Separated K/sup -/ beams (10 GeV and above)

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Proton intensities now available at the AGS are considerably higher than just a few years ago and there are steps planned which should increase the accelerated intensities by a factor of four or more by 1988/89. Longer term plans would introduce a stretcher ring to allow for rapid pulsing of the AGS with a continuous spill. The LAMPF II proposal, if approved, would offer still more protons. Separated kaon beams with intensity similar to our present pion beams are, in fact, possible to build now, with the potential of even high kaon flux in the future. It is particularly attractive ... continued below

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Pages: 4

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Bunce, G.M. January 1, 1985.

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Proton intensities now available at the AGS are considerably higher than just a few years ago and there are steps planned which should increase the accelerated intensities by a factor of four or more by 1988/89. Longer term plans would introduce a stretcher ring to allow for rapid pulsing of the AGS with a continuous spill. The LAMPF II proposal, if approved, would offer still more protons. Separated kaon beams with intensity similar to our present pion beams are, in fact, possible to build now, with the potential of even high kaon flux in the future. It is particularly attractive to work with a kaon minus beam due to the large number of final state combinations which would be available, due to the strange quark. Pion beams, being made of the same quarks as targets, are not so enticing. And yet our spectroscopy has so far been dominated by the pion results; kaon experiments have been more difficult with a factor of 50 to 100 lower intensity, and separated beams have only been possible up to about 6 GeV/c. The exception here is the rf-separated beam at CERN (and earlier rf-separated beams to bubble chambers at CERN and BNL). In the AGS-II Task Force Report, Cason and Donoghue showed that a kaon beam combined with a complete spectrometer capable of observing both neutral and charged particles would increase the available states for spectroscopy for masses from 1 to 3 GeV by a factor of 10. They urged a complete mapping of states, using a sky survey as an analogy. Our present capability is similar to scans of the sky made only in the optical range. They also point out that the specific subject of confinement - whether there can be combinations of quarks and gluons not yet seen - is an exciting topic which is beginning to get theoretical guidance from QCD calculations on a lattice. This confluence of technical advance (intensity) and physics interest (confinement) makes a separated kaon beam particularly compelling. 9 refs.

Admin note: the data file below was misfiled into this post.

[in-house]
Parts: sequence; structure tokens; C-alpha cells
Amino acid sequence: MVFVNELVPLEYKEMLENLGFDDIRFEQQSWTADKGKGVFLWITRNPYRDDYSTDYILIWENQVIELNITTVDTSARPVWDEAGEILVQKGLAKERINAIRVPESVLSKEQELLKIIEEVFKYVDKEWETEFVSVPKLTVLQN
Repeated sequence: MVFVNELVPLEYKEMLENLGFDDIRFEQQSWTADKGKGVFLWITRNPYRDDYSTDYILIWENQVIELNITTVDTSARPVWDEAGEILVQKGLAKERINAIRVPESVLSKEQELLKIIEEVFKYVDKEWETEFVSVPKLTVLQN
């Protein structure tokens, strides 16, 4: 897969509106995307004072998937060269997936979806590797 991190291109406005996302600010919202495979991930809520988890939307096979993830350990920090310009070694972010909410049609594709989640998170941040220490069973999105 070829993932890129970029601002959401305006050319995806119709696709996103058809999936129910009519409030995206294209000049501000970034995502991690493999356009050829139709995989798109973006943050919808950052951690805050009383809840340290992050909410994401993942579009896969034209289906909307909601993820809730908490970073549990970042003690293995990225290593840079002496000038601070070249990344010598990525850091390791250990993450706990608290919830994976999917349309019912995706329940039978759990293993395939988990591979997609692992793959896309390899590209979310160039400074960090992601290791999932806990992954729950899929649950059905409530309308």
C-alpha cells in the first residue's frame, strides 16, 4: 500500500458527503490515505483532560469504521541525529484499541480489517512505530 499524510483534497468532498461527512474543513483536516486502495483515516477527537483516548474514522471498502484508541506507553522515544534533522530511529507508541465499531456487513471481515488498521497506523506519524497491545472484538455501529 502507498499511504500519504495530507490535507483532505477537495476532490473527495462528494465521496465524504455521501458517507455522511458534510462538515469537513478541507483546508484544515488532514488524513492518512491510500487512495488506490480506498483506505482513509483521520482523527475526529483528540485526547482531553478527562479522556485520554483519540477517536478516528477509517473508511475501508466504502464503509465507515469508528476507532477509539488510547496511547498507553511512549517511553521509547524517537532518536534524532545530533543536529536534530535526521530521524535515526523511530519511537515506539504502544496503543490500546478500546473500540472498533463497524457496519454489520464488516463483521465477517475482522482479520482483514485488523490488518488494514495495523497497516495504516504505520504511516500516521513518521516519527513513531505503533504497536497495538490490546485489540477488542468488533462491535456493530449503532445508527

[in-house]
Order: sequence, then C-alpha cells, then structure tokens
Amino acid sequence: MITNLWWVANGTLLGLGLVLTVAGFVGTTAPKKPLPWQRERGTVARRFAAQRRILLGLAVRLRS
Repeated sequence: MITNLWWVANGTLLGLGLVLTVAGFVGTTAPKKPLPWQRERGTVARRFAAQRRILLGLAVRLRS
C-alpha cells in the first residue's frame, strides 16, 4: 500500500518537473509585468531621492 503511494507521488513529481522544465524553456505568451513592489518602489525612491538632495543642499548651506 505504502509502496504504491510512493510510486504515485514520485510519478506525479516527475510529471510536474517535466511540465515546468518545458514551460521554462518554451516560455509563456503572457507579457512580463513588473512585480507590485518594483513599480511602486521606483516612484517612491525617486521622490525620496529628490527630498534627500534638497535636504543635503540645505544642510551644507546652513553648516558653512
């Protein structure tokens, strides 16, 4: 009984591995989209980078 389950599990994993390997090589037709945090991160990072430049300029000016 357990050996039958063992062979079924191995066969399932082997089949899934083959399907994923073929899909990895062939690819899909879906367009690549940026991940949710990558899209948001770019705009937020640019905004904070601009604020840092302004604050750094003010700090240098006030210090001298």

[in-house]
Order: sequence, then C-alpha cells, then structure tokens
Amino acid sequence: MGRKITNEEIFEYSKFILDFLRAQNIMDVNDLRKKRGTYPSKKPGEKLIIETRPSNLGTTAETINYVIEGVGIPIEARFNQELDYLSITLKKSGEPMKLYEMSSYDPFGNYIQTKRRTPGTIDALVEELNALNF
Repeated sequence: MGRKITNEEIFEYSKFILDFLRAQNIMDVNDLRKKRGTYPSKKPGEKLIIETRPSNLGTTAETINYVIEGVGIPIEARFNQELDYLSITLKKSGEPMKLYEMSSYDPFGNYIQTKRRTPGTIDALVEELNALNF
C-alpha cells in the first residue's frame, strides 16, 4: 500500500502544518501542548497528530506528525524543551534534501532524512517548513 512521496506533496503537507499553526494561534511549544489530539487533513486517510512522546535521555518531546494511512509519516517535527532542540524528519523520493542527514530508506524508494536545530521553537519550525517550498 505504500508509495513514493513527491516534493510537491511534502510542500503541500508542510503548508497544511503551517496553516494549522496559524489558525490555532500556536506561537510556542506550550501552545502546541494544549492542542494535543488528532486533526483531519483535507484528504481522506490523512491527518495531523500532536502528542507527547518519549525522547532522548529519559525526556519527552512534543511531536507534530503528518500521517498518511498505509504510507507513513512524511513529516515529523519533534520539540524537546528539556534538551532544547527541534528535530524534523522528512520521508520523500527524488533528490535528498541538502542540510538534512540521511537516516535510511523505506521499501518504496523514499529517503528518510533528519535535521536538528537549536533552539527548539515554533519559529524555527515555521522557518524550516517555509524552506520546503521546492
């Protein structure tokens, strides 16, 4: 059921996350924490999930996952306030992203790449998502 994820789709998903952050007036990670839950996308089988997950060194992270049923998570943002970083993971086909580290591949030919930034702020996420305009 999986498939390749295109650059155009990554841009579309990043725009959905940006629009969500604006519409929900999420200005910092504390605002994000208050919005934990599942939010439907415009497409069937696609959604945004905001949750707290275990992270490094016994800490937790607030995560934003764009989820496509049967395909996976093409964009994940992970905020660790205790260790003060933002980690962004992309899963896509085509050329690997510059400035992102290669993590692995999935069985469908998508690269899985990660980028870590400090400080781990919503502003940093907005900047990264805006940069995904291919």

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Pages: 4

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NTIS, PC A02/MF A01.

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  • International conference on hadron spectroscopy, College Park, MD, USA, 20 Apr 1985

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  • Other: DE85012527
  • Report No.: BNL-36450
  • Report No.: CONF-8504133-2
  • Grant Number: AC02-76CH00016
  • Office of Scientific & Technical Information Report Number: 5526627
  • Archival Resource Key: ark:/67531/metadc1092743

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  • January 1, 1985

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  • Feb. 10, 2018, 10:06 p.m.

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  • April 23, 2018, 7:31 p.m.

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Bunce, G.M. Separated K/sup -/ beams (10 GeV and above), article, January 1, 1985; Upton, New York. (digital.library.unt.edu/ark:/67531/metadc1092743/: accessed October 18, 2018), University of North Texas Libraries, Digital Library, digital.library.unt.edu; crediting UNT Libraries Government Documents Department.